Photo Credit: Shutterstock.com
I know, this sounds a bit odd, and it’s not the message we're used to hearing.
When you're diagnosed with a chronic illness, you hear messages like, “You’re going to beat IT,” “You’re stronger than IT,” and, “You’re just going to have to fight IT.”
The IT, your illness, becomes the enemy, the destroyer of your life’s dreams, the one that gets in the way of your happiness.
The moment you are diagnosed with a chronic illness, you go through the phases of grief. Denial, isolation, anger, bargaining, depression, and finally acceptance. What if we not only accepted our illness, but embraced it as if it were our friend, our ally?
Several years ago I was diagnosed with an autoimmune disease called Hashimoto’s thyroiditis. Having always been an active person, I began to experience extreme lethargy, numbness and tingling in my legs, popping joints, rapid heartbeat and several other symptoms. When I was finally diagnosed, I felt relieved at first, but then it settled in that I had an illness that will never go away. Essentially, my immune system was attacking my thyroid and my doctor told me that eventually my thyroid would be gone.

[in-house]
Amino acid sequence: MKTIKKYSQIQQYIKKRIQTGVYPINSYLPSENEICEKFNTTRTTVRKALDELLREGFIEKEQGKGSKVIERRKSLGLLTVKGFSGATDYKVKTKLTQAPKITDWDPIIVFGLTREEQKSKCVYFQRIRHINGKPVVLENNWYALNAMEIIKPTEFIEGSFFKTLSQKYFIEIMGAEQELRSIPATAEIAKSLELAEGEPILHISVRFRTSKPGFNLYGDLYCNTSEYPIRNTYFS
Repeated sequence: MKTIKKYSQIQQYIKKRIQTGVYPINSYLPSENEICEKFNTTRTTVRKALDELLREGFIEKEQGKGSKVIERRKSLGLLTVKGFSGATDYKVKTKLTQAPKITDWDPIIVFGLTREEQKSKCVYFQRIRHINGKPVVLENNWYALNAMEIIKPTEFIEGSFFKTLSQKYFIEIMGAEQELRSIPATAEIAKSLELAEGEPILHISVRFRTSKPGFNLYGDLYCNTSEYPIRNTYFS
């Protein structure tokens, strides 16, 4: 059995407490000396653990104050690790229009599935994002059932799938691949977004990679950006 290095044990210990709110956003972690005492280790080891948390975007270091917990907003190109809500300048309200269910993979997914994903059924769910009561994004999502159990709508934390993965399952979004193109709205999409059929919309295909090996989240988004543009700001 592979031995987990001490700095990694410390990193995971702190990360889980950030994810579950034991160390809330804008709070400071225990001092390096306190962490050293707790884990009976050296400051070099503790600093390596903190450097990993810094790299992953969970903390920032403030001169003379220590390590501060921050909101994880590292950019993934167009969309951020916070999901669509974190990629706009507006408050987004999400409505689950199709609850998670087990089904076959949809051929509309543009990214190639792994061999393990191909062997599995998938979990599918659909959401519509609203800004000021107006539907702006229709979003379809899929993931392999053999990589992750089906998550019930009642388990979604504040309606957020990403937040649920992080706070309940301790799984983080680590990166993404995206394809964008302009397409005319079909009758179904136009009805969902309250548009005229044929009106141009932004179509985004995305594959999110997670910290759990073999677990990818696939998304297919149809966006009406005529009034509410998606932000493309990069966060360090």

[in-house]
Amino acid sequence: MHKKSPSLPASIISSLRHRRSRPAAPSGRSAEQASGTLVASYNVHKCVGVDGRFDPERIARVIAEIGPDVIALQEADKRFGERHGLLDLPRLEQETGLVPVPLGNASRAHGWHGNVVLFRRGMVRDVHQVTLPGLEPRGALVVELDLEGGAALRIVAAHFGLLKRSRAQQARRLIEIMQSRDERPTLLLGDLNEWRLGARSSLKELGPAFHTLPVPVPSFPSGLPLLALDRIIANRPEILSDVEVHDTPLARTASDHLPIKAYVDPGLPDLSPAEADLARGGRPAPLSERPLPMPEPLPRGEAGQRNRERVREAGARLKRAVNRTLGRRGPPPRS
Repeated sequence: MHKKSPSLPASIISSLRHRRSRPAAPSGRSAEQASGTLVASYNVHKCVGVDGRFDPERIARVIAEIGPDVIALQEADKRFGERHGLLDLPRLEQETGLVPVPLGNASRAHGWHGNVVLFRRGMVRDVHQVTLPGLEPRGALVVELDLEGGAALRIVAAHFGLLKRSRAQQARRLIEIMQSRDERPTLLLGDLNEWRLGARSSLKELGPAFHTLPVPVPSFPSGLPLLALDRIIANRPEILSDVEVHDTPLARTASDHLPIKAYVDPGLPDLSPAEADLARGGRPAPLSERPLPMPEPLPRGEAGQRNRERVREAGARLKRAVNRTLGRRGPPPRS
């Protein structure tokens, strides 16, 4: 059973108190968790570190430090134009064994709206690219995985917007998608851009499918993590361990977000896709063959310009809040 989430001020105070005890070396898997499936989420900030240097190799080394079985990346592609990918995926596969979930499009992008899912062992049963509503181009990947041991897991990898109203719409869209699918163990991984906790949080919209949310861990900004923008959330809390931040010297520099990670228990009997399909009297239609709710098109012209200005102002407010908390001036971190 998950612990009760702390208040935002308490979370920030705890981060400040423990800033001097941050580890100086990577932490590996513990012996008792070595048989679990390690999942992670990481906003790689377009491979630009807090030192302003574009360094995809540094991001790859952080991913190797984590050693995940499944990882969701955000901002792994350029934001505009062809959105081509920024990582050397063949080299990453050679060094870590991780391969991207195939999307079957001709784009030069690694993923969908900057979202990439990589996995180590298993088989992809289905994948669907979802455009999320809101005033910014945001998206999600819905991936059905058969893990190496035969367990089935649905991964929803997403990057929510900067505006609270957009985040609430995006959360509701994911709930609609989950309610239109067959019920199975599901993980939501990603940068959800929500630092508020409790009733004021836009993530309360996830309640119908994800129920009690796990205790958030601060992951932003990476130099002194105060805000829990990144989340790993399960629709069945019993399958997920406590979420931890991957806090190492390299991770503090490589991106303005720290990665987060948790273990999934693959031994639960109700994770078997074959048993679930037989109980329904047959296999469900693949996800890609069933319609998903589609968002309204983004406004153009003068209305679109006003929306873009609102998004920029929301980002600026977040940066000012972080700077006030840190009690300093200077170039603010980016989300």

I went through a phase where I felt sorry for myself. I didn’t want to accept that I wouldn’t feel as much energy and would have to live with the side effects of my illness. In a way, I was letting my illness DEFINE me.
It was not until I began to practice yoga that my feelings toward my illness began to shift. I found that practicing yoga helped me feel better. I felt energized from my yoga practice and found that a consistent practice decreased the side effects of my illness. Along with the physical shifts, I began to feel a shift in my relationship with my illness — yes, I said RELATIONSHIP.
We subconsciously develop a relationship with our illness. IT becomes this entity in our lives that we more often than not despise, hate, fight against. There was a point in my practice that I decided to make friends with my illness. Yes, I said FRIENDS. I decided that rather than fighting my chronic illness, we would become allies. We would work together to create a more peaceful, balanced, and healthy life together. I decided to be in attuned to my illness. To be aware of the subtle cues in my body, to respond to those cues in a nurturing way and to treat my illness with kindness and compassion. After all, we are going to have to live together for the rest of our lives.
I have learned in my practice of yoga that resistance creates suffering. Living with anger, resentment, and negative feelings towards our illness only creates more suffering. Through my ability to let go of resistance and by acknowledging my illness as part of me, my illness no longer defines me. Instead, it has become my ally, my FRIEND that will help me be in tune with my physical body and will share my life experiences, through sickness and in health.